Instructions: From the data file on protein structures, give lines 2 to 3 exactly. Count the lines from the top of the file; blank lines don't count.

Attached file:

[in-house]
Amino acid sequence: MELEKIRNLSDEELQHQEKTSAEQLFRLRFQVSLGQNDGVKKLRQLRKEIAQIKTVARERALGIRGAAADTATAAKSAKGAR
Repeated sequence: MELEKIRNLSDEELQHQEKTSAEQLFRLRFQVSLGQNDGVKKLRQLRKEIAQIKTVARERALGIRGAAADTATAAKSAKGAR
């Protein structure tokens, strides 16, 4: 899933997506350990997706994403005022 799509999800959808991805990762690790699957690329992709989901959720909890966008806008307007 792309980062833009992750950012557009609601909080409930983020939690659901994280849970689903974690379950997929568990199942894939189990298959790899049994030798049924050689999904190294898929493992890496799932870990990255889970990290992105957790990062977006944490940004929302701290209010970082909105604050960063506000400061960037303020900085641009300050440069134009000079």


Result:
Amino acid sequence: MELEKIRNLSDEELQHQEKTSAEQLFRLRFQVSLGQNDGVKKLRQLRKEIAQIKTVARERALGIRGAAADTATAAKSAKGAR
Repeated sequence: MELEKIRNLSDEELQHQEKTSAEQLFRLRFQVSLGQNDGVKKLRQLRKEIAQIKTVARERALGIRGAAADTATAAKSAKGAR